The length of a line segment is of 10 units and the coordinates of one end-point are (2, -3). If the abscissa of the other end is 10, find the ordinate of the other end.

#### Solution

The distance *d* between two points `(x_1, y_1)` and `(x_2, y_2)` is given by the formula

d = sqrt((x_1, x_2)^2 + (y_1 - y_2)^2)`

Here it is given that one end of a line segment has co−ordinates (2*,-*3). The abscissa of the other end of the line segment is given to be 10. Let the ordinate of this point be ‘*y*’.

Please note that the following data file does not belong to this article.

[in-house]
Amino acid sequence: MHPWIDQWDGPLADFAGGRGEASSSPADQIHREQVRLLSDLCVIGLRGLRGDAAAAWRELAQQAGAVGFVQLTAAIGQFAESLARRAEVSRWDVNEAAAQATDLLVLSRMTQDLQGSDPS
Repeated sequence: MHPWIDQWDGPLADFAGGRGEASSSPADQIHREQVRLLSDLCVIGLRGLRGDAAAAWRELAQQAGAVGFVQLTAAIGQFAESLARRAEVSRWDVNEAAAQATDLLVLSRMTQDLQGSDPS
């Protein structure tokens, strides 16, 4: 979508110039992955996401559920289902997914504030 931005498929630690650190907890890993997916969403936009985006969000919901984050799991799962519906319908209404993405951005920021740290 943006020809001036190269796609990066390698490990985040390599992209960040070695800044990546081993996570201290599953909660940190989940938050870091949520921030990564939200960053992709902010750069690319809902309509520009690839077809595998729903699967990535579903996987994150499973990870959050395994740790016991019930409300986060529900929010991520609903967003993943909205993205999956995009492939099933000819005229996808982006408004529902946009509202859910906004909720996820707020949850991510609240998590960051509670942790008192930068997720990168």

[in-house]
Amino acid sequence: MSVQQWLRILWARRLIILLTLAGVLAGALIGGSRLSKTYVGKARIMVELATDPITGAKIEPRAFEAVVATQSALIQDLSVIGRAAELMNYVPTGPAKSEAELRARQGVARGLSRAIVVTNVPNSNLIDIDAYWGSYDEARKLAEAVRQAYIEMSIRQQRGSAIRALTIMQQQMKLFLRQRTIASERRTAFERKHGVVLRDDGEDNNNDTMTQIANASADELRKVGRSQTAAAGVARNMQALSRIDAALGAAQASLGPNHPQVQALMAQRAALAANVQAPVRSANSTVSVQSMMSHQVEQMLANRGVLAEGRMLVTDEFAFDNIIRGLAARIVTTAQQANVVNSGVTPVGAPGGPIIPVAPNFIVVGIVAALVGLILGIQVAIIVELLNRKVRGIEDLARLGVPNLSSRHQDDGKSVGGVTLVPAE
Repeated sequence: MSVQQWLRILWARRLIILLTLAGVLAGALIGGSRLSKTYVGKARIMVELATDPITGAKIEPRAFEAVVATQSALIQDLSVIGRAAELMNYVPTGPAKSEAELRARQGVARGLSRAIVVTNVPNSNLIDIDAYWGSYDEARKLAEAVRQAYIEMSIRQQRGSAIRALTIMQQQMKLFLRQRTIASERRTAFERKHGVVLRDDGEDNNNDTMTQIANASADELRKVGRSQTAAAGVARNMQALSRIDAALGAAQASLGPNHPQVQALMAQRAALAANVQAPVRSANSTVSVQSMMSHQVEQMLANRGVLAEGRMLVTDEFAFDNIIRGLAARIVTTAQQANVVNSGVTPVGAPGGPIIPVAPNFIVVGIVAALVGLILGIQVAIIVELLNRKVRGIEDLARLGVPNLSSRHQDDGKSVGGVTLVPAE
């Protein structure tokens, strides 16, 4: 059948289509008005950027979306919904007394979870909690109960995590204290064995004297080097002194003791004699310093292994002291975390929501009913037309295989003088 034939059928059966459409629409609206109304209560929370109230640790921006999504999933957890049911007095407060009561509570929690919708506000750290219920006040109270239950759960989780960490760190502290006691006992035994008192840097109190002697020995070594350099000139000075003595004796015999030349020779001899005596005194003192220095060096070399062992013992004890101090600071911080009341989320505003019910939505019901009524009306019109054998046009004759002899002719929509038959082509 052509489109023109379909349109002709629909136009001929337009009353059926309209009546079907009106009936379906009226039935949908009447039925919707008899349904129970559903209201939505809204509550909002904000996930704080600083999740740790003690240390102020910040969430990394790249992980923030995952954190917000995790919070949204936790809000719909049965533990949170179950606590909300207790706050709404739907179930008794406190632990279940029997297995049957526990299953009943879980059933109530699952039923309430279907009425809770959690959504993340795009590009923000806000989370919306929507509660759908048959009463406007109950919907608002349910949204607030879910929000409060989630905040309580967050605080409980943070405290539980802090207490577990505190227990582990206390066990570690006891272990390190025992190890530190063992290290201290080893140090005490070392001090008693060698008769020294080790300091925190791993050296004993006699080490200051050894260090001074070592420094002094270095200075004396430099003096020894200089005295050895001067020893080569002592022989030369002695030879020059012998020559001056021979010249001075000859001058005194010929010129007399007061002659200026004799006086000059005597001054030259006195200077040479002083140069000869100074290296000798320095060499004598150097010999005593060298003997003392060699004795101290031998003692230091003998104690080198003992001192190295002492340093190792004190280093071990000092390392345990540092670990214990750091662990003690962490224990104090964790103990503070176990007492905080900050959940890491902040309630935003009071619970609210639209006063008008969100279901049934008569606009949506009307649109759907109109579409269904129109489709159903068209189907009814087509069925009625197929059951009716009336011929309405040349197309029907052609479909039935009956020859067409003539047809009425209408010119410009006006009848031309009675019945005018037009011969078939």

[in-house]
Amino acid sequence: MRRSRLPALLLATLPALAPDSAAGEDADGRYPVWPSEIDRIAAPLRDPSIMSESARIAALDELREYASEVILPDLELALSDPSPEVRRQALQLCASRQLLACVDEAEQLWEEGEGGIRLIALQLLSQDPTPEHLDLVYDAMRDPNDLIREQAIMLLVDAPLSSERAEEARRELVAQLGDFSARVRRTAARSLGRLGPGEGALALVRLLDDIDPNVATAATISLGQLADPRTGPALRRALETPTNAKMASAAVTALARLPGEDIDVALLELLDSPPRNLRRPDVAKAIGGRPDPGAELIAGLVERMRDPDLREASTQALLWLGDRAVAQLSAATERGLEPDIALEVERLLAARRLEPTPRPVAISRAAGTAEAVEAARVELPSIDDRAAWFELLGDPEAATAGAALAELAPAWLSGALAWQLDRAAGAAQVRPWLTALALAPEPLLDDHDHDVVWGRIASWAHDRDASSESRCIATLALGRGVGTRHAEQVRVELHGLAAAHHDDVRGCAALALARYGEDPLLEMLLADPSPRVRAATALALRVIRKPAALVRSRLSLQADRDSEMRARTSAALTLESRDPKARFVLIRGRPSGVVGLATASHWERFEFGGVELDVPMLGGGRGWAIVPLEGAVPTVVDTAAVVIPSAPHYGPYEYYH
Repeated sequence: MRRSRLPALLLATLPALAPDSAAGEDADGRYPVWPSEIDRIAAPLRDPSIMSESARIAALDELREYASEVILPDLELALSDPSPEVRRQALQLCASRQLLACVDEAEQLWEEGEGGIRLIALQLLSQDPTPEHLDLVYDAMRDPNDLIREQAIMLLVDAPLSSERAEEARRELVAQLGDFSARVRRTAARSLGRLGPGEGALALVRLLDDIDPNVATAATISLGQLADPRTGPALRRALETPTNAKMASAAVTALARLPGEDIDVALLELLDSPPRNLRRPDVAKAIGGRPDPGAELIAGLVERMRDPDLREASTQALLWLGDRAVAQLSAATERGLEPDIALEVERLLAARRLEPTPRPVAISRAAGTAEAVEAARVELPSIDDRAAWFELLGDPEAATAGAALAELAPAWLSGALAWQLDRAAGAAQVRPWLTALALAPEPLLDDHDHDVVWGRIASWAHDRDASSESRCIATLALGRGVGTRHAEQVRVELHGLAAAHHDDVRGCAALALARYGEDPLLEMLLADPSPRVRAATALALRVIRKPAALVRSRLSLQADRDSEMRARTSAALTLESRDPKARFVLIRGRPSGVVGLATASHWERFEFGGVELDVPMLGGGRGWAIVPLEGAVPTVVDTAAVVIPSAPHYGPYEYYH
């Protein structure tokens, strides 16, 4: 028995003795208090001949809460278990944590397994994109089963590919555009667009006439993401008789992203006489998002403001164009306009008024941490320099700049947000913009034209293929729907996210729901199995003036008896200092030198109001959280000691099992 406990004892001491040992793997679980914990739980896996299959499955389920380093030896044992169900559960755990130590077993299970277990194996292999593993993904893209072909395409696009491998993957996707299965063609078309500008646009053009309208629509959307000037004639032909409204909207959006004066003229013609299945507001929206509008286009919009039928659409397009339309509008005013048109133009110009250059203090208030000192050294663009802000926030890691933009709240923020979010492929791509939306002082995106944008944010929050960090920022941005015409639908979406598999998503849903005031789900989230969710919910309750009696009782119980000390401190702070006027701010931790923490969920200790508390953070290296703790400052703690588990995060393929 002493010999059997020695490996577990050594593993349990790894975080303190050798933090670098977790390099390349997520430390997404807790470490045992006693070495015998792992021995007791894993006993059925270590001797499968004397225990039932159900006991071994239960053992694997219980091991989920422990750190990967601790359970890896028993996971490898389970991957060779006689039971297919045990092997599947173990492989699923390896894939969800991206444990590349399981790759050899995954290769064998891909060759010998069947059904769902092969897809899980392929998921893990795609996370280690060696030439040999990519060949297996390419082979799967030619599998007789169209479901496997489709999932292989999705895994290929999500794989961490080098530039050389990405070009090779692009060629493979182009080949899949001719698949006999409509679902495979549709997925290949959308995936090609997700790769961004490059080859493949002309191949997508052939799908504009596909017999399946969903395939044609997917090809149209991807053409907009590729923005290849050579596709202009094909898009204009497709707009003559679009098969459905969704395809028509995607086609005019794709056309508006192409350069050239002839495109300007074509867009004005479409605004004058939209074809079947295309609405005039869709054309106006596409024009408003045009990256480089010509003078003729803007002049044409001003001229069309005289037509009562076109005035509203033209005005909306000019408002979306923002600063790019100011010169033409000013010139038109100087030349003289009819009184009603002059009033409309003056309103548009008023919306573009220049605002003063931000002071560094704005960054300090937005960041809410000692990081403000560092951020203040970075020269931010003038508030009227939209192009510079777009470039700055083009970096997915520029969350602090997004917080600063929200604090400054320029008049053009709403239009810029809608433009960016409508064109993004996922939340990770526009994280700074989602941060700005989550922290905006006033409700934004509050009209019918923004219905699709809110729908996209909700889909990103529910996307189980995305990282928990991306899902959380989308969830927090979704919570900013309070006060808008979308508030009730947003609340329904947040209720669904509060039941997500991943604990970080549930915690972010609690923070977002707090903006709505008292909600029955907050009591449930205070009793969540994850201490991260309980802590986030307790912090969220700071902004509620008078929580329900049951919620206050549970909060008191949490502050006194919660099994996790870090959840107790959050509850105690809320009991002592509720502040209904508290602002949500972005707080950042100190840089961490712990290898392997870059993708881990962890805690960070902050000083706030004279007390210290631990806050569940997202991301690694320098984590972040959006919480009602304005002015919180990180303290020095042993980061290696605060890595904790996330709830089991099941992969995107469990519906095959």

So, the co−ordinates of the other end of the line segment is (10*, y*).

The distance between these two points is given to be 10 units.

Substituting these values in the formula for distance between two points we have,

`d = sqrt((2 - 10)^2 + (-3 - y)^2)`

`10 = sqrt((-8)^2 + (-3 - y)^2)`

Squaring on both sides of the equation we have,

`100 = (-8)^2 + (-3-y)^2`

`100 = 64 + 9 + y^2 + 6y`

`27 = y^2 + 6y`

We have a quadratic equation for ‘*y*’. Solving for the roots of this equation we have,

`y^2 + 6y - 27 = 0`

`y^2 + 9y - 3y - 27 = 0`

y(y + 9) -3(y + 9) = 0

(y + 9)(y - 3) = 0

The roots of the above equation are ‘*−*9’ and ‘3’

Thus the ordinates of the other end of the line segment could be -9 or 3